In The Know: Our Guide To Shared Parental Leave

Shared Parental Leave (SPL) means that eligible parents and adopters can decide themselves how to share time off work once a baby comes along. With SPL you’re able to work for part of the time, take time off, then resume work later on.  

What is it and how does it work?

Shared Parental Leave is designed to offer parents more flexibility in sharing the care of their child in the first 12 month after birth or adoptive placement. Parents that qualify for can be away from work together for up to 6 months, or they can stagger the leave and pay so that either mum or dad is always at home during the baby’s first year. The leave can also be taken in blocks. Parents are eligible to take a maximum of three separate blocks rather than taking all of the leave in one chunk. If your partner is also eligible for SPL then these blocks can be taken at the same time, or they can be taken subsequently after the other. Check out our simple infographic below. 



Is shared parental leave paid?

Yes. It should be paid according to your companies shared parental leave policy.

Statutory Shared Parental Pay is paid at £151.20 or 90% of a worker’s average weekly earnings (whichever is less).

When can shared parental leave be taken?
You must tell your employer about your decision to take shared parental leave at least eight weeks before you would like the leave to start. You and your partner can share up to 50 weeks of leave and up to 37 weeks of pay between you.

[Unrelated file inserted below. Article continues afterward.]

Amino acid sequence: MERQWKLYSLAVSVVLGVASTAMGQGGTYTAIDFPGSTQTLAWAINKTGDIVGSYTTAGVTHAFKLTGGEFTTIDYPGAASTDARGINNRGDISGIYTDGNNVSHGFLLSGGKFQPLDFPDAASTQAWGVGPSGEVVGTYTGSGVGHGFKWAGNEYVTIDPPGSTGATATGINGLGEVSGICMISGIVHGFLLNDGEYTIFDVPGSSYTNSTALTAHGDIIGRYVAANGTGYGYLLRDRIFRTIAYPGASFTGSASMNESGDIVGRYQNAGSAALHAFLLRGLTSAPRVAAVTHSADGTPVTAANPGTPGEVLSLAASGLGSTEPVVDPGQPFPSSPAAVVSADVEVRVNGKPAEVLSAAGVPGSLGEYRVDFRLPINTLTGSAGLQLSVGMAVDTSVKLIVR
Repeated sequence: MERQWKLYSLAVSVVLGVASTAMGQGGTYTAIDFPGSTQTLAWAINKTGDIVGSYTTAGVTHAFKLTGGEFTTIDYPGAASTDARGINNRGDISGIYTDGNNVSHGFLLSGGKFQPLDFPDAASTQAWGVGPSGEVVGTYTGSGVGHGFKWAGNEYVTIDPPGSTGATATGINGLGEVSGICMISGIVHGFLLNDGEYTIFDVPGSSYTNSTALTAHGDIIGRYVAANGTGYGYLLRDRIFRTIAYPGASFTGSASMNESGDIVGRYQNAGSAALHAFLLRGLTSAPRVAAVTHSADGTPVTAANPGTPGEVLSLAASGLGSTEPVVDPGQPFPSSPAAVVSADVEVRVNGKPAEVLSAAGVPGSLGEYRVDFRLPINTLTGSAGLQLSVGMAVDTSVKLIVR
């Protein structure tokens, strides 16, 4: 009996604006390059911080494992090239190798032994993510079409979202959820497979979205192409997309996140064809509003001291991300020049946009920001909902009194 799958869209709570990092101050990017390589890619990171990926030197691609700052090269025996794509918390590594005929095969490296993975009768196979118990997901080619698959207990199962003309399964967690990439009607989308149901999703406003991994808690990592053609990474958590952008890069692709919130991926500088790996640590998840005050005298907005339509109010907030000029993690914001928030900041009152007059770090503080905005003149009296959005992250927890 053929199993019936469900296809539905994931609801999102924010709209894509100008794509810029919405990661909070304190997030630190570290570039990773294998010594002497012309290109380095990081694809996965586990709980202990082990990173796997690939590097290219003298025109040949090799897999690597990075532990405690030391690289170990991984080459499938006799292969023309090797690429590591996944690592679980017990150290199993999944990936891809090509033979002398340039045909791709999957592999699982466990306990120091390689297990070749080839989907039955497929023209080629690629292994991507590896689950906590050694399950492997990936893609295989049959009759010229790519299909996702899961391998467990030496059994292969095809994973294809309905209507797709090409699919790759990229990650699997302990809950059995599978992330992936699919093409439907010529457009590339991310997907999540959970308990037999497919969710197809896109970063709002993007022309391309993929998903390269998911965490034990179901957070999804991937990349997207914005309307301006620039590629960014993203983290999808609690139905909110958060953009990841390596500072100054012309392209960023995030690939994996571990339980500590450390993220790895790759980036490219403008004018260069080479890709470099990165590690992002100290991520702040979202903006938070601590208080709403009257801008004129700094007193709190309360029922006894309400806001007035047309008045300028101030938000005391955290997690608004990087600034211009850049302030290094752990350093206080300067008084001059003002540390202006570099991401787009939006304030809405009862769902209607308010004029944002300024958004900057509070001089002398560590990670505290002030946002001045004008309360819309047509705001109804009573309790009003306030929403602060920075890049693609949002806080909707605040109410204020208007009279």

When can shared parental leave start?
The earliest that shared parental leave can begin is 2 weeks after the baby’s birth or adoption. When it comes to paternity and parental leave, it can easily feel pretty daunting. We would recommend keeping the lines of communication open between yourself and your HR department if you have one, and don’t forget to check out Gov.uk for help too.
Your employer must explain to you why you do not qualify for SMP within 7 days of their decision via a SMP1 form. You may qualify for Maternity Allowance instead.

Benefits of Shared Parental Leave 

Fathers who take shared parental leave often benefit from crucial bonding time with their child. Not to mention they become increasingly confident around looking after a small child or children. It also goes without saying it often helps the mother recover quicker as there is less of a strain on her as primary career. Employers benefit also as Employees are more likely to return to the workplace more productive and engaged in their daily duties to the the time that they their employer has afforded them with their young family. 

Example of Shared Parental Leave

Tola and Mark are both in professional services who have worked for their employers for over employers for over 3 years. They agree that initially Tola will take enhanced maternity leave of 12 weeks paid for by her company, starting a month before the due date, and Mark will take his normal paternity leave of 2 weeks when the baby is born.

After her 12 weeks maternity leave, Tola will return to work part time for 4 weeks to help with a huge product launch for a client. Mark will take 4 weeks of Shared Parental Leave (SPL). That still leaves them with 36 weeks SPL. They decide they would like to have some time off together, an additional 4 weeks – which equals to an additional 8 weeks of their total parental leave. That leaves 28 weeks of shared parental leave. So Tola takes an additional 20 weeks and then returns to work full time.

In summary they have taken 32 weeks of SPL, 2 weeks of paternity leave and 12 weeks of enhanced maternity leave. They have 8 weeks of SPL unused. 

Check out our guide on Paternity leave and Statutory Maternity Leave